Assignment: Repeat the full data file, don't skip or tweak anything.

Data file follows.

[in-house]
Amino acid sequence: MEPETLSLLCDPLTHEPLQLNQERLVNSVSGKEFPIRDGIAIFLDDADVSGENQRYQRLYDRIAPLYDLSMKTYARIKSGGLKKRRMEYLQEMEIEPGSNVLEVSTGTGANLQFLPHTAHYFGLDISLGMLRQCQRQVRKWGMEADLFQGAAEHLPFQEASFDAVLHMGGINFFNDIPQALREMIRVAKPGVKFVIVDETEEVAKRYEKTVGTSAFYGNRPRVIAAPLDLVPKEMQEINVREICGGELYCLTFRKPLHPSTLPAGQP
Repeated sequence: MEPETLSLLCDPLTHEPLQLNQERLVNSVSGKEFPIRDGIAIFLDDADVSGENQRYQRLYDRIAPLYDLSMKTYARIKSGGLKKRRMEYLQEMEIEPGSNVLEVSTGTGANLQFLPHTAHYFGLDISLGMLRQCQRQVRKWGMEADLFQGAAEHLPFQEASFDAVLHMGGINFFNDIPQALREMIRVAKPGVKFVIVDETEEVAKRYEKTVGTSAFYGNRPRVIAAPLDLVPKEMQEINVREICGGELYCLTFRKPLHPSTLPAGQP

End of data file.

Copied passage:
[in-house]
Amino acid sequence: MEPETLSLLCDPLTHEPLQLNQERLVNSVSGKEFPIRDGIAIFLDDADVSGENQRYQRLYDRIAPLYDLSMKTYARIKSGGLKKRRMEYLQEMEIEPGSNVLEVSTGTGANLQFLPHTAHYFGLDISLGMLRQCQRQVRKWGMEADLFQGAAEHLPFQEASFDAVLHMGGINFFNDIPQALREMIRVAKPGVKFVIVDETEEVAKRYEKTVGTSAFYGNRPRVIAAPLDLVPKEMQEINVREICGGELYCLTFRKPLHPSTLPAGQP
Repeated sequence: MEPETLSLLCDPLTHEPLQLNQERLVNSVSGKEFPIRDGIAIFLDDADVSGENQRYQRLYDRIAPLYDLSMKTYARIKSGGLKKRRMEYLQEMEIEPGSNVLEVSTGTGANLQFLPHTAHYFGLDISLGMLRQCQRQVRKWGMEADLFQGAAEHLPFQEASFDAVLHMGGINFFNDIPQALREMIRVAKPGVKFVIVDETEEVAKRYEKTVGTSAFYGNRPRVIAAPLDLVPKEMQEINVREICGGELYCLTFRKPLHPSTLPAGQP